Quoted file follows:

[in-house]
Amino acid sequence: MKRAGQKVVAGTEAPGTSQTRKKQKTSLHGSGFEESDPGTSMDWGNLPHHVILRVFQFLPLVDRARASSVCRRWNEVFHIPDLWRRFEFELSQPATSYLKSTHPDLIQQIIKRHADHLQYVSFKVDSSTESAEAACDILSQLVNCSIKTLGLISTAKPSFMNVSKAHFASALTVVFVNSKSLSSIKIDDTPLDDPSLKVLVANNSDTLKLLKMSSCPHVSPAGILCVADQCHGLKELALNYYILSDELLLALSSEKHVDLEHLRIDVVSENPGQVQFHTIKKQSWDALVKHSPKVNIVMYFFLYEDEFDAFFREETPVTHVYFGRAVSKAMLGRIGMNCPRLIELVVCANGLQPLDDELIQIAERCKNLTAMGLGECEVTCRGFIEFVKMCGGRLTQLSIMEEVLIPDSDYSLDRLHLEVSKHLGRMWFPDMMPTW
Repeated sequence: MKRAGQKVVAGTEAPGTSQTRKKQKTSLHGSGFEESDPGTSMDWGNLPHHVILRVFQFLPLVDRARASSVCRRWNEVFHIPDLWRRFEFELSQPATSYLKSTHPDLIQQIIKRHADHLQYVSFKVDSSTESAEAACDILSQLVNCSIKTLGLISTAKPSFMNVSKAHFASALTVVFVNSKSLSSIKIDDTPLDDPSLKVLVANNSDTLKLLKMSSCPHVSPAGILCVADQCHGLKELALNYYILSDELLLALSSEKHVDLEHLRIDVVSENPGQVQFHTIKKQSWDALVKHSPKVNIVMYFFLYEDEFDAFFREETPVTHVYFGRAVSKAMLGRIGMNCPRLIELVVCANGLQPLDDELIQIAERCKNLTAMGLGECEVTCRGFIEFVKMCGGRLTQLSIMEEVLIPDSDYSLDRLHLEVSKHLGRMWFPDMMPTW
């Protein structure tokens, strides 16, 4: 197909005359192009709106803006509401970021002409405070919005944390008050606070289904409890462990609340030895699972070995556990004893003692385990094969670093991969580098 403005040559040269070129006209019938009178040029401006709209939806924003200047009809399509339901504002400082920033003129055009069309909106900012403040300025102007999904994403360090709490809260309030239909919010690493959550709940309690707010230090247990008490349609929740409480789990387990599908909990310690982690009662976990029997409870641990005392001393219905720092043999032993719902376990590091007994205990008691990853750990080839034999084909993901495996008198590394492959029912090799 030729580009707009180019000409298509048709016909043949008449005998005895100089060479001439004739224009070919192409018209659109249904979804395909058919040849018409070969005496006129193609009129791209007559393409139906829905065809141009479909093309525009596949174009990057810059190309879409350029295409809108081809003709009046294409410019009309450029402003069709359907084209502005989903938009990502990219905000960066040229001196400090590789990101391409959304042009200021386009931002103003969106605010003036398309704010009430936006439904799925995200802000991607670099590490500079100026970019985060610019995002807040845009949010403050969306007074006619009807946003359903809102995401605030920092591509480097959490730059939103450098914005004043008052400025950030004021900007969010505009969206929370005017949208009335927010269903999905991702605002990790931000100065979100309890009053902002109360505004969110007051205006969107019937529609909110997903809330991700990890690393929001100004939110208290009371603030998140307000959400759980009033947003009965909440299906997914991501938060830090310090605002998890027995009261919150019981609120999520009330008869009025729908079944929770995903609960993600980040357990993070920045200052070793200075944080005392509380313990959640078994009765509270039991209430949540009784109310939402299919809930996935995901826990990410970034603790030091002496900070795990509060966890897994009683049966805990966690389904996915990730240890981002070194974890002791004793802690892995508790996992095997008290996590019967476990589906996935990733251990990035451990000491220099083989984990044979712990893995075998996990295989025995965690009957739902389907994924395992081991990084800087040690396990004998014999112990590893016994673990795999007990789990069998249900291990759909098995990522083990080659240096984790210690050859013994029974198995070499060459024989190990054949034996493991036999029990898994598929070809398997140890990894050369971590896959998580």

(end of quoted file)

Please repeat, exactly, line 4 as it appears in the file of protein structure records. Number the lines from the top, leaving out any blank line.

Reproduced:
């Protein structure tokens, strides 16, 4: 197909005359192009709106803006509401970021002409405070919005944390008050606070289904409890462990609340030895699972070995556990004893003692385990094969670093991969580098 403005040559040269070129006209019938009178040029401006709209939806924003200047009809399509339901504002400082920033003129055009069309909106900012403040300025102007999904994403360090709490809260309030239909919010690493959550709940309690707010230090247990008490349609929740409480789990387990599908909990310690982690009662976990029997409870641990005392001393219905720092043999032993719902376990590091007994205990008691990853750990080839034999084909993901495996008198590394492959029912090799 030729580009707009180019000409298509048709016909043949008449005998005895100089060479001439004739224009070919192409018209659109249904979804395909058919040849018409070969005496006129193609009129791209007559393409139906829905065809141009479909093309525009596949174009990057810059190309879409350029295409809108081809003709009046294409410019009309450029402003069709359907084209502005989903938009990502990219905000960066040229001196400090590789990101391409959304042009200021386009931002103003969106605010003036398309704010009430936006439904799925995200802000991607670099590490500079100026970019985060610019995002807040845009949010403050969306007074006619009807946003359903809102995401605030920092591509480097959490730059939103450098914005004043008052400025950030004021900007969010505009969206929370005017949208009335927010269903999905991702605002990790931000100065979100309890009053902002109360505004969110007051205006969107019937529609909110997903809330991700990890690393929001100004939110208290009371603030998140307000959400759980009033947003009965909440299906997914991501938060830090310090605002998890027995009261919150019981609120999520009330008869009025729908079944929770995903609960993600980040357990993070920045200052070793200075944080005392509380313990959640078994009765509270039991209430949540009784109310939402299919809930996935995901826990990410970034603790030091002496900070795990509060966890897994009683049966805990966690389904996915990730240890981002070194974890002791004793802690892995508790996992095997008290996590019967476990589906996935990733251990990035451990000491220099083989984990044979712990893995075998996990295989025995965690009957739902389907994924395992081991990084800087040690396990004998014999112990590893016994673990795999007990789990069998249900291990759909098995990522083990080659240096984790210690050859013994029974198995070499060459024989190990054949034996493991036999029990898994598929070809398997140890990894050369971590896959998580």